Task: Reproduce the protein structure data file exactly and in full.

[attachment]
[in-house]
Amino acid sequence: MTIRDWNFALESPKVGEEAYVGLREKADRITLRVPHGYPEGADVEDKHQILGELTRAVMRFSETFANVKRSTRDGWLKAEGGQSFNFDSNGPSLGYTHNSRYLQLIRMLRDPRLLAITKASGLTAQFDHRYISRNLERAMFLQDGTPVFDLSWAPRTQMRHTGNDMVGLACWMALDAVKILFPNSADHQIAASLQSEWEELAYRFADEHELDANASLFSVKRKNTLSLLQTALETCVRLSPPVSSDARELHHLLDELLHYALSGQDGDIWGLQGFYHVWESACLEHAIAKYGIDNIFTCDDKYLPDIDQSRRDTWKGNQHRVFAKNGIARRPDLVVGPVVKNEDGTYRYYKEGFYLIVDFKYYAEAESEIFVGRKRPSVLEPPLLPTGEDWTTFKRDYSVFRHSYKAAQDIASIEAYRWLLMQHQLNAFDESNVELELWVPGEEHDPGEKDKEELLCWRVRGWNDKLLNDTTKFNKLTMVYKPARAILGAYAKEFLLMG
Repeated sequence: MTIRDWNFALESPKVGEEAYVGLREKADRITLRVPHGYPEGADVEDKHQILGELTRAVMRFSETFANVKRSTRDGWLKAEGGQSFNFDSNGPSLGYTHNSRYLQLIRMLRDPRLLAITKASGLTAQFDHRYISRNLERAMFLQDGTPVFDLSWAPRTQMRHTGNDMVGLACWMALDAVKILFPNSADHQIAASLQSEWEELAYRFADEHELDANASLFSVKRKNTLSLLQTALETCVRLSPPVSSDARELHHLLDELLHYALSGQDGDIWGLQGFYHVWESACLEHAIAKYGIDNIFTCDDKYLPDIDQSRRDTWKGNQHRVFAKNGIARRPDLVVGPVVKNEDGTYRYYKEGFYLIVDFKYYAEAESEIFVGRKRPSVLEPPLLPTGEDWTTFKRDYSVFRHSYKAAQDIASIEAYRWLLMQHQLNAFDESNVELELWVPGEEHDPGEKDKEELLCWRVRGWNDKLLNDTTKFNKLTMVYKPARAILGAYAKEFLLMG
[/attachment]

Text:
[in-house]
Amino acid sequence: MTIRDWNFALESPKVGEEAYVGLREKADRITLRVPHGYPEGADVEDKHQILGELTRAVMRFSETFANVKRSTRDGWLKAEGGQSFNFDSNGPSLGYTHNSRYLQLIRMLRDPRLLAITKASGLTAQFDHRYISRNLERAMFLQDGTPVFDLSWAPRTQMRHTGNDMVGLACWMALDAVKILFPNSADHQIAASLQSEWEELAYRFADEHELDANASLFSVKRKNTLSLLQTALETCVRLSPPVSSDARELHHLLDELLHYALSGQDGDIWGLQGFYHVWESACLEHAIAKYGIDNIFTCDDKYLPDIDQSRRDTWKGNQHRVFAKNGIARRPDLVVGPVVKNEDGTYRYYKEGFYLIVDFKYYAEAESEIFVGRKRPSVLEPPLLPTGEDWTTFKRDYSVFRHSYKAAQDIASIEAYRWLLMQHQLNAFDESNVELELWVPGEEHDPGEKDKEELLCWRVRGWNDKLLNDTTKFNKLTMVYKPARAILGAYAKEFLLMG
Repeated sequence: MTIRDWNFALESPKVGEEAYVGLREKADRITLRVPHGYPEGADVEDKHQILGELTRAVMRFSETFANVKRSTRDGWLKAEGGQSFNFDSNGPSLGYTHNSRYLQLIRMLRDPRLLAITKASGLTAQFDHRYISRNLERAMFLQDGTPVFDLSWAPRTQMRHTGNDMVGLACWMALDAVKILFPNSADHQIAASLQSEWEELAYRFADEHELDANASLFSVKRKNTLSLLQTALETCVRLSPPVSSDARELHHLLDELLHYALSGQDGDIWGLQGFYHVWESACLEHAIAKYGIDNIFTCDDKYLPDIDQSRRDTWKGNQHRVFAKNGIARRPDLVVGPVVKNEDGTYRYYKEGFYLIVDFKYYAEAESEIFVGRKRPSVLEPPLLPTGEDWTTFKRDYSVFRHSYKAAQDIASIEAYRWLLMQHQLNAFDESNVELELWVPGEEHDPGEKDKEELLCWRVRGWNDKLLNDTTKFNKLTMVYKPARAILGAYAKEFLLMG